The treatment technique used by the osteopath will be manual therapy to return your body’s bones and tissues to their proper balance. It may include mobilising your joints to overcome stiffness, massage to relax and release muscle tension, articulation of your joints through a natural range of movement or manipulation of your spine to massage the soft tissue or loosen the joints of the vertebrae. The osteopath may also apply a muscle energy technique which requires you to push against them while they apply a counter force. This technique is used to increase the range of motion in a joint. There are numerous similar techniques which your osteopath may consider appropriate.
There is no specific limit to the number of visits you have, and your course of treatment will depend on your symptoms. Osteopathy isn’t generally available on the NHS, and most people pay privately.
The physiotherapist will also use manipulation and massage for much the same reasons as the osteopath; to improve blood circulation, improve movement and relieve pain. However, the physiotherapist may also suggest other treatments such as acupuncture or ultrasound.
A first visit to a physiotherapist will primarily be an assessment of your general medical history and the history of your specific condition. As part of the assessment, you will probably be asked to perform some movements to show how your condition affects you. Perhaps at the first visit, but certainly on subsequent visits, you will be asked to do exercises and continue them at home. These home exercises form a very important part of the treatment and are a major difference between physiotherapy treatment and osteopathy treatment.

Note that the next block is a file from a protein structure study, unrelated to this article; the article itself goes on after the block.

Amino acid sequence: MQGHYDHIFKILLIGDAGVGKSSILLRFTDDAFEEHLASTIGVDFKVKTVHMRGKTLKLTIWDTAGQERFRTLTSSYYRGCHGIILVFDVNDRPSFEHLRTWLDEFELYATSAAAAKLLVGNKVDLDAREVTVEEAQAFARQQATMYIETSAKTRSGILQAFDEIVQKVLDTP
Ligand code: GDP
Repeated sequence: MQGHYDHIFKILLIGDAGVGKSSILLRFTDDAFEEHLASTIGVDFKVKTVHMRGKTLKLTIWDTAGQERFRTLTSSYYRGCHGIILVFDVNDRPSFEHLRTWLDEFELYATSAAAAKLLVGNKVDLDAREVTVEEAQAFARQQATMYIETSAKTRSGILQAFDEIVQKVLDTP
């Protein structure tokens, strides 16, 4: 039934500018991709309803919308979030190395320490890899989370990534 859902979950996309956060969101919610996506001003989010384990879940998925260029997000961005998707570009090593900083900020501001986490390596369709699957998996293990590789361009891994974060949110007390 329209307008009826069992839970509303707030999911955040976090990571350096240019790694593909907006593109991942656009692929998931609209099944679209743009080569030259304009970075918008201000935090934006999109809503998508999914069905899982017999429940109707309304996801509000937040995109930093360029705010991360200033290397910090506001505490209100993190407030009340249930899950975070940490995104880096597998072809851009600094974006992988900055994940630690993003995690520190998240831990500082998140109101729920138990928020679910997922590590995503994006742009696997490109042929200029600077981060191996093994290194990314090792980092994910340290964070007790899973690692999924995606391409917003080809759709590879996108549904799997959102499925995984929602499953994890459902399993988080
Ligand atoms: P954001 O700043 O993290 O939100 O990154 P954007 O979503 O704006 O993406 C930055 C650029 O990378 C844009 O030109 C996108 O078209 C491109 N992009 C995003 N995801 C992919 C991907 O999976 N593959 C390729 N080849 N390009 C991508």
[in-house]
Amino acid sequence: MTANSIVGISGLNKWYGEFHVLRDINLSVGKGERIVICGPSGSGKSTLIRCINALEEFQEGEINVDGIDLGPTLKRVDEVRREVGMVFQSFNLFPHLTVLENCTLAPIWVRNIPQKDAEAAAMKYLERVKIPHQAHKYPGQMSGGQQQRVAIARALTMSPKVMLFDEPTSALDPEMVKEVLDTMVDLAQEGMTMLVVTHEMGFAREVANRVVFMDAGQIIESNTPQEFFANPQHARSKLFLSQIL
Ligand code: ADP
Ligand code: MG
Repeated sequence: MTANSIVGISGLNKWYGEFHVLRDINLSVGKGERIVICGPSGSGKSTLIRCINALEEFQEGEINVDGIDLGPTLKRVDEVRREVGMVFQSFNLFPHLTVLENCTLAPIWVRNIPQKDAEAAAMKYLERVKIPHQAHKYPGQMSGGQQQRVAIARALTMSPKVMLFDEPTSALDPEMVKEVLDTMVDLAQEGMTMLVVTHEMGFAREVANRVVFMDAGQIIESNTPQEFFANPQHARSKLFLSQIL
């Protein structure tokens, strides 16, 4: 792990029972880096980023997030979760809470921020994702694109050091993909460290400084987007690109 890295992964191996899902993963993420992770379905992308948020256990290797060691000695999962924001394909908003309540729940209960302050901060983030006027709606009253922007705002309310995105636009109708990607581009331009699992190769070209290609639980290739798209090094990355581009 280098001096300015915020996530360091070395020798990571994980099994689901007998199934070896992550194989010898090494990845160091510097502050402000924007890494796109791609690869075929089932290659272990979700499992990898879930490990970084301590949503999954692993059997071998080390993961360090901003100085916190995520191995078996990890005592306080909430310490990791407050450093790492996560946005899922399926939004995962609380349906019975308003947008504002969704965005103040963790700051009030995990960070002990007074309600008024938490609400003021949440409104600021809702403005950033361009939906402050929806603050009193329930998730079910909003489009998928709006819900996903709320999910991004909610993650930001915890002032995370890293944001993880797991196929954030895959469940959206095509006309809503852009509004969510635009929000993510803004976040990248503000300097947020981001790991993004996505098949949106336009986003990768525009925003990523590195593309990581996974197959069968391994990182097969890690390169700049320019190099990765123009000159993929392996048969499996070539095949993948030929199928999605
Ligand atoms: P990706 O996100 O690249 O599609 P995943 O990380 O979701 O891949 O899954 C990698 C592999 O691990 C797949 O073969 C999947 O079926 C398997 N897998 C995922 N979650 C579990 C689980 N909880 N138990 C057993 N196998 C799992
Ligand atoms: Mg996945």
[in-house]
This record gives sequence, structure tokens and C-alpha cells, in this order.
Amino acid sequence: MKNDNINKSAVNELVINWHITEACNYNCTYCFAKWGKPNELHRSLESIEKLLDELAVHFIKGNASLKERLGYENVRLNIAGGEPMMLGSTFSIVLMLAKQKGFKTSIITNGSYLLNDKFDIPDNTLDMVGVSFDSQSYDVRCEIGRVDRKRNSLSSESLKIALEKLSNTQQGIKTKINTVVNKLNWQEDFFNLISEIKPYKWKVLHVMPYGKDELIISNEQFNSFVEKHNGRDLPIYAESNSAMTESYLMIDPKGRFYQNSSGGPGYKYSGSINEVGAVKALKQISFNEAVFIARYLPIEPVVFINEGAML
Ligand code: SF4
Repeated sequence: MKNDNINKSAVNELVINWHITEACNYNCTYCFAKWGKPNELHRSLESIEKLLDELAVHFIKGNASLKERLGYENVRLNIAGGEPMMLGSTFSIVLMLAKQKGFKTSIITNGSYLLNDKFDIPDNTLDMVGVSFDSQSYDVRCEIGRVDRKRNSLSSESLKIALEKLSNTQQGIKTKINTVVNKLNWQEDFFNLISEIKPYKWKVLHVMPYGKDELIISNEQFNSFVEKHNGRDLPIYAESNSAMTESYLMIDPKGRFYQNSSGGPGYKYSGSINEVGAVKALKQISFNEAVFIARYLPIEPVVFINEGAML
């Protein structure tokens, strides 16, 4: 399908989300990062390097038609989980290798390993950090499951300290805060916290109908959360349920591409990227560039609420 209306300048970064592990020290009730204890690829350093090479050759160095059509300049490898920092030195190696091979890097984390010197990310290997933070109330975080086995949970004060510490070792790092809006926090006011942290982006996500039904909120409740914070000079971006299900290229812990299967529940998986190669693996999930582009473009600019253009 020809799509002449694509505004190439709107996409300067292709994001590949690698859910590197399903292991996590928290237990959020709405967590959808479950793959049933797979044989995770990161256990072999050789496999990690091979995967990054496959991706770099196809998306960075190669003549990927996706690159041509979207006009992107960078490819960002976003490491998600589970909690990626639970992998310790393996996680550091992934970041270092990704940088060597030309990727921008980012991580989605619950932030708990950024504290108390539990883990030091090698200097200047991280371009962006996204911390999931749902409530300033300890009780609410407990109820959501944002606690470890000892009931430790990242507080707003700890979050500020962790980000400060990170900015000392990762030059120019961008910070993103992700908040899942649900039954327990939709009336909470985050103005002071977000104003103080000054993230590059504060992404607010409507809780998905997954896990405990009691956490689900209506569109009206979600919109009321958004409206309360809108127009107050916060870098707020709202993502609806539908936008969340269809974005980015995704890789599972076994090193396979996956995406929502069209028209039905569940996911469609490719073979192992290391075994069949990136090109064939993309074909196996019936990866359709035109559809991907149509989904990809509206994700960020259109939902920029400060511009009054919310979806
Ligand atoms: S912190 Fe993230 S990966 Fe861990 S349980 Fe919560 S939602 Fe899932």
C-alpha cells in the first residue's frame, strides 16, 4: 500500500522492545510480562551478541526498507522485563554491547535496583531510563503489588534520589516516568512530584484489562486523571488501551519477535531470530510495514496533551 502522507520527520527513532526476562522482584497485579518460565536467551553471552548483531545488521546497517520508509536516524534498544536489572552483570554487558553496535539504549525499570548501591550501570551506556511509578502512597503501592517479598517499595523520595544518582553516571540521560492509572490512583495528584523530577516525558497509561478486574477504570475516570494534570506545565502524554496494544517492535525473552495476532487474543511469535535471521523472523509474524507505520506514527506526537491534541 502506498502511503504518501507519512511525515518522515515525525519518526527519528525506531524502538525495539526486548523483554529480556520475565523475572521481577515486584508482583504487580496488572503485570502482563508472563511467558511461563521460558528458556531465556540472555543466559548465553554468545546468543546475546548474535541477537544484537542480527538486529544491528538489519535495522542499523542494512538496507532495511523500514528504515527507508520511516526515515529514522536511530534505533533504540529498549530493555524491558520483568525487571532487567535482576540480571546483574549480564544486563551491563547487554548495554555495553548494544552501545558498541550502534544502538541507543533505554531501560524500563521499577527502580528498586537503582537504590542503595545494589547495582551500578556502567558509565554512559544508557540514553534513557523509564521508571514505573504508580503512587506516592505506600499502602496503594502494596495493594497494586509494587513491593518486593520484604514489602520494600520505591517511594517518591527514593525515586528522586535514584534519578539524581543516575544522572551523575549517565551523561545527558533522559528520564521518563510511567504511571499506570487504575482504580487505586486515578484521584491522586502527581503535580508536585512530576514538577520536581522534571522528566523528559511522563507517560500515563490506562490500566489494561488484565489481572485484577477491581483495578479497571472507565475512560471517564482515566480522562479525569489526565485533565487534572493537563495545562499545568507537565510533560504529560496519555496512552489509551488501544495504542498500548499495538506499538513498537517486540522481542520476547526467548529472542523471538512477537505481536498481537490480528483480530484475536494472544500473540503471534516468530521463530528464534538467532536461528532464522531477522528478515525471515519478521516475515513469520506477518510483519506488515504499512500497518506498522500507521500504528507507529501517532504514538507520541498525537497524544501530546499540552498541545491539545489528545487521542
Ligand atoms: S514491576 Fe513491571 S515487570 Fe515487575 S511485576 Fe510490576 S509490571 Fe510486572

On subsequent visits to the physiotherapist, there will be follow up sessions for reassessment and for new exercises to be tried out. These exercises are intended to improve movement and strength in the particular part of the body affected, and also in your body as a whole, so that you can maintain and increase your physical activity. Other treatments sometimes used by the physiotherapist may include acupuncture to reduce pain and increase recovery, transcutaneous electrical nerve stimulation also to relieve pain, and ultrasound treatment. The use of ultrasound is thought to increase blood flow and cell activity in order to help with the healing process and also reduce pain.
In general, you could expect to have between 5-7 physiotherapy sessions. After that, you would be expected to continue exercises on your own, in effect making you responsible for your own care and recovery. Physiotherapy is available on the NHS and you are generally referred by a doctor.
The choice is yours. Some people may feel that they would gain more benefit from the personal attention and individually prescribed course of treatment offered by the osteopath. For others, it may be that they would prefer the physiotherapy route, learn the relevant exercises and take more responsibility for their own recovery. There is even a third option, to employ the advantages of both osteopathy and physiotherapy.